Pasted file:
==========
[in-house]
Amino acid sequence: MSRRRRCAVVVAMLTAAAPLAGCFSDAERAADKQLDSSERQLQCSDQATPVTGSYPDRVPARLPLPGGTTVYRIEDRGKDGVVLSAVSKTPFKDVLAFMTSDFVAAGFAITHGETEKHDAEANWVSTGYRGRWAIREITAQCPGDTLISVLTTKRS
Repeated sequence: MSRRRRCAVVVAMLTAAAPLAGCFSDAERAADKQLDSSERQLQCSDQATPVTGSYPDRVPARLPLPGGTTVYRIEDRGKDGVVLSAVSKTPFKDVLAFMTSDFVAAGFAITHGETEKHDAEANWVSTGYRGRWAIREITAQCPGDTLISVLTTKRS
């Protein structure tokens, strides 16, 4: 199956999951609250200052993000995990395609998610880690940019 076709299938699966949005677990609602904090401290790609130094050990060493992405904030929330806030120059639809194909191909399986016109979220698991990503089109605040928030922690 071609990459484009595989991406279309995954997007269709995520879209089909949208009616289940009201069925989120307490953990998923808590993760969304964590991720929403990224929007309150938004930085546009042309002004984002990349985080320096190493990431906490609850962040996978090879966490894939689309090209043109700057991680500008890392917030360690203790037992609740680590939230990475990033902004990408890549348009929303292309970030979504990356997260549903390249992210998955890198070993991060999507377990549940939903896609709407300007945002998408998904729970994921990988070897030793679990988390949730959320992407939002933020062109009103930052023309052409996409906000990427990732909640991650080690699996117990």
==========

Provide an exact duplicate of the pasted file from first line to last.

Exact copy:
[in-house]
Amino acid sequence: MSRRRRCAVVVAMLTAAAPLAGCFSDAERAADKQLDSSERQLQCSDQATPVTGSYPDRVPARLPLPGGTTVYRIEDRGKDGVVLSAVSKTPFKDVLAFMTSDFVAAGFAITHGETEKHDAEANWVSTGYRGRWAIREITAQCPGDTLISVLTTKRS
Repeated sequence: MSRRRRCAVVVAMLTAAAPLAGCFSDAERAADKQLDSSERQLQCSDQATPVTGSYPDRVPARLPLPGGTTVYRIEDRGKDGVVLSAVSKTPFKDVLAFMTSDFVAAGFAITHGETEKHDAEANWVSTGYRGRWAIREITAQCPGDTLISVLTTKRS
């Protein structure tokens, strides 16, 4: 199956999951609250200052993000995990395609998610880690940019 076709299938699966949005677990609602904090401290790609130094050990060493992405904030929330806030120059639809194909191909399986016109979220698991990503089109605040928030922690 071609990459484009595989991406279309995954997007269709995520879209089909949208009616289940009201069925989120307490953990998923808590993760969304964590991720929403990224929007309150938004930085546009042309002004984002990349985080320096190493990431906490609850962040996978090879966490894939689309090209043109700057991680500008890392917030360690203790037992609740680590939230990475990033902004990408890549348009929303292309970030979504990356997260549903390249992210998955890198070993991060999507377990549940939903896609709407300007945002998408998904729970994921990988070897030793679990988390949730959320992407939002933020062109009103930052023309052409996409906000990427990732909640991650080690699996117990």